LA’s, MLT 2’s and MLT 3’s will see a 6.9% increase over the three years (2%, 2% and 2.75%, compounded). MLT 1’s do not receive any general wage increases in the first two years but do receive 2.75% in year three. Those who are currently at the max step will benefit from two new steps being added to their grid, effective April 1, 2012. Step 8 and step 9 each add 3% to the current max rate. Therefore, an MLT 1 at the max rate on April 1, 2012 will see a 9% compounded increase by the end of the contract. An MLT 1 one step below the max will receive a compounded increase of 5.8% and all other MLT 1’s will receive the 2.75% increase for 2013 only.
The addition of the two extra steps at least matches the number of steps Lab Technologists have in hospitals. This will make our goal of achieving wage parity easier in the next round. We believe the Arbitrator should have done more. MLT 1’s will still be 6% behind their hospital counterparts by the end of the contract. LA’s and MLT 2’s will still be 3.5% behind their hospital counterparts.
As was the case for the other lab employees, the Union proposed hospital parity for MLT 4’s. We don’t really know why, but for some reason the Arbitrator awarded full parity (8.6% in 2012) for MLT 4’s, which is a great outcome for this classification. This classification now has no remaining gap compared to hospital Charge Technologists.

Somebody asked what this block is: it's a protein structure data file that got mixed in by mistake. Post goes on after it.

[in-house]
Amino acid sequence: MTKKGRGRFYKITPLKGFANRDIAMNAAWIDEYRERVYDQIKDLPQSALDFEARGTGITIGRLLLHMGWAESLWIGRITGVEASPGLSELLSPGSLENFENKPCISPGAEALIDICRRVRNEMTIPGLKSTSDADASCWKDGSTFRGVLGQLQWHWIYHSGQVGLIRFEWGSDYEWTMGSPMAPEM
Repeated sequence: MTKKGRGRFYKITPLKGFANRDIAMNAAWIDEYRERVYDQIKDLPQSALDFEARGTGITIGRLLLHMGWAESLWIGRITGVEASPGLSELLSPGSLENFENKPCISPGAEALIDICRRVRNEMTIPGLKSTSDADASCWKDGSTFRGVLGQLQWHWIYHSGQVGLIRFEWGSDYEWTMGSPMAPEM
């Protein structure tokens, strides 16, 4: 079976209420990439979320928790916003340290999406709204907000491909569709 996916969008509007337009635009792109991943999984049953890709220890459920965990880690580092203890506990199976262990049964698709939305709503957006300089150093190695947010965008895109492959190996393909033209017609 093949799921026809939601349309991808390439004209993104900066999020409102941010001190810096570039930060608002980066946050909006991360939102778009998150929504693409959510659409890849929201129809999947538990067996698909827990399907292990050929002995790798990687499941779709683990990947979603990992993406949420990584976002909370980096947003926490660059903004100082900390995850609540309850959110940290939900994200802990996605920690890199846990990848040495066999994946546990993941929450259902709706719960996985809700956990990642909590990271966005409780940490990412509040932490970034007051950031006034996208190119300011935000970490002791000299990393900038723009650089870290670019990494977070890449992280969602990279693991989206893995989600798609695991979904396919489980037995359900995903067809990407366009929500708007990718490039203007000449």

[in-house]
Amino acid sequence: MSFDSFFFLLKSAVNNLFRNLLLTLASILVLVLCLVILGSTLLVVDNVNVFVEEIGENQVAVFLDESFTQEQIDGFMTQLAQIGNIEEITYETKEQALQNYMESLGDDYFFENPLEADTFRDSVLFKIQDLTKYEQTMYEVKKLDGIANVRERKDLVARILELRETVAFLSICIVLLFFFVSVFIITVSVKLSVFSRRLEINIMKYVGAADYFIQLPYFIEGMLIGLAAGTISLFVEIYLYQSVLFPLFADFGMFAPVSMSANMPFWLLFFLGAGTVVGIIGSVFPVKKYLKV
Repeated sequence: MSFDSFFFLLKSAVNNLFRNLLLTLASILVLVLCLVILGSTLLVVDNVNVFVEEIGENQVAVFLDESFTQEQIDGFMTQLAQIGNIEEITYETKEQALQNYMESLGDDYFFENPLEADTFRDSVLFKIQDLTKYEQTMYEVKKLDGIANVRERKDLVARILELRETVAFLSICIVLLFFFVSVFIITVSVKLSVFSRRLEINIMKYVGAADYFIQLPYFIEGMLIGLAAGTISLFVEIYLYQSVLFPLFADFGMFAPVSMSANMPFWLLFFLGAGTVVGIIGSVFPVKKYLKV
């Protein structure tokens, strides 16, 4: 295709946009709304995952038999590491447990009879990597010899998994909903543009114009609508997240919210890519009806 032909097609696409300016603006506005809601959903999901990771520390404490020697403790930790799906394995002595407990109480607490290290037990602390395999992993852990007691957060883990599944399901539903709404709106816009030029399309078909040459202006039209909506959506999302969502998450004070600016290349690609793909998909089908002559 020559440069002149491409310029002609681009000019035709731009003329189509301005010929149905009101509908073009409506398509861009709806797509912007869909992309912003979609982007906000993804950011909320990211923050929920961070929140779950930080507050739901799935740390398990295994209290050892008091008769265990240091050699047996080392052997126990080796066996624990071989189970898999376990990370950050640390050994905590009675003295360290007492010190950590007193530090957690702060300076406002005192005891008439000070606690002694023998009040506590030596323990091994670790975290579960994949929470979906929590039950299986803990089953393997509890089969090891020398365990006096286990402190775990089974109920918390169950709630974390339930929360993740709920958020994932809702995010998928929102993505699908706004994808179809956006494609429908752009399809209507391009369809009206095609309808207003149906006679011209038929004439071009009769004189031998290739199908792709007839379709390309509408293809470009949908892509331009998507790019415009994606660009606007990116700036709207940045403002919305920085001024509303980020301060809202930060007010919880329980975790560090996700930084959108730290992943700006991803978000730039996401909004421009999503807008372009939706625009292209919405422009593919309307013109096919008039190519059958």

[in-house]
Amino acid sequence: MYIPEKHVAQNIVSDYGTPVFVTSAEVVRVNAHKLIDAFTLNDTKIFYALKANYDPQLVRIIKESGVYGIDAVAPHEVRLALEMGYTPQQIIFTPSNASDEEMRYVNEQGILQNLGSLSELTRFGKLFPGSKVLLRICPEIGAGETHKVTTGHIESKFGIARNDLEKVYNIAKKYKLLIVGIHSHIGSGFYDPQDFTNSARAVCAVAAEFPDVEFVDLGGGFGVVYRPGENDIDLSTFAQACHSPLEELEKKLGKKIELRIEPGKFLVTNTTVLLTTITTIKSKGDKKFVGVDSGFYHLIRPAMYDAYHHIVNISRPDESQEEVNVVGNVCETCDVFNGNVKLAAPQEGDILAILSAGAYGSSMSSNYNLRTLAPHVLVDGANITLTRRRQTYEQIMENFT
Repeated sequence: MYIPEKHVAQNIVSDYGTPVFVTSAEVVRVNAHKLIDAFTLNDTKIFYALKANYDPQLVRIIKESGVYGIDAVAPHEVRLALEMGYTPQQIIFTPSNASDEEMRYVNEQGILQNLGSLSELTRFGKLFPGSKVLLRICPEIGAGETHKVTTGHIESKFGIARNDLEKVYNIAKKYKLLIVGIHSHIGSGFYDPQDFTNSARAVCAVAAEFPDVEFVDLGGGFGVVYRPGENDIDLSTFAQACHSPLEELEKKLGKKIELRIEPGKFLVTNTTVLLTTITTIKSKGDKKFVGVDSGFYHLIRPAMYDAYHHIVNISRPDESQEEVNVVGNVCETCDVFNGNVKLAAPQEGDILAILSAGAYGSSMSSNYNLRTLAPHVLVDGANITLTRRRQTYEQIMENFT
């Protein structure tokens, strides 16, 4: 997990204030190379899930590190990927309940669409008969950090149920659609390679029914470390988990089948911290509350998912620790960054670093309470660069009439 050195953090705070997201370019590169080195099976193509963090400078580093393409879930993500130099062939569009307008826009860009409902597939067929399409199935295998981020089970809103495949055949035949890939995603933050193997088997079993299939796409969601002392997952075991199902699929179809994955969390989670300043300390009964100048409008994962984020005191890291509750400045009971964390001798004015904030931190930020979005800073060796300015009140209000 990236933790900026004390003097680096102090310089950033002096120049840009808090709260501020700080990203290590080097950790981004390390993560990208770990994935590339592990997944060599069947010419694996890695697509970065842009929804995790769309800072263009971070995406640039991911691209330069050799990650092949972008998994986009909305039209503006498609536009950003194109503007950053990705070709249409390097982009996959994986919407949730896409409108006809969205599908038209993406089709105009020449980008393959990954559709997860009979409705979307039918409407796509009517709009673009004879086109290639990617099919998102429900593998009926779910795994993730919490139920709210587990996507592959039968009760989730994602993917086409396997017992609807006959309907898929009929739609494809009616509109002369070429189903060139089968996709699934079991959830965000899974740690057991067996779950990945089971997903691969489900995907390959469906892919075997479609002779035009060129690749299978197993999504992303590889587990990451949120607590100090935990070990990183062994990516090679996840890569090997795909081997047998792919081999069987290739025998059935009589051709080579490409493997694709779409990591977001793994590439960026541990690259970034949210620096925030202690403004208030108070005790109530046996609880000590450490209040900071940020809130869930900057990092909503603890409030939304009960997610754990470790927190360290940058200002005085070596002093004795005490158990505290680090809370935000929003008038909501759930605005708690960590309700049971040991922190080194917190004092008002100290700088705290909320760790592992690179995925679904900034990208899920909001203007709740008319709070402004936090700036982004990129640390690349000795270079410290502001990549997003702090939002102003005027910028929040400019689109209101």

The Arbitrator’s Award also includes a reference to Schedule A, which is all the items we were able to sign off during bargaining. Be sure to read this Schedule if you want to understand what else in your agreement is changing. For those of you who have been asking about the EI Rebate payment, you will see that this is one of the things we agreed to in bargaining. Effective the date of the award, all current employees will be entitled to a lump sum payment from the Employer in lieu of the EI Rebate.
In conclusion, interest arbitration, like bargaining, usually results in a compromise between two opposing positions. While we obviously did not get all that we wanted, we think the Award is a reasonable compromise. Each of our three employee groupings in our bargaining units received some sort of increase without the Union having to take any concessions. In an environment where other unions are settling for zeros, we don’t think we’ve done too badly. We also were pleased by the degree of cooperation we were able to achieve with the Employer. We obviously didn’t agree with each other’s positions most of the time, but we were able to accomplish a respectful dialogue and explore opportunities for some common ground. We hope that this respectful and cooperative relationship will filter down to lower-level management so that the working environment of all of our members can be improved.
The three of us are available to answer your questions. It would be best if you could email us so we are not interrupted at work and so that we can consult with our Negotiator, Anastasios Zafiriadis, if we don’t know the answer.
Your Bargaining Team
Sabrina Parkinson (Chair)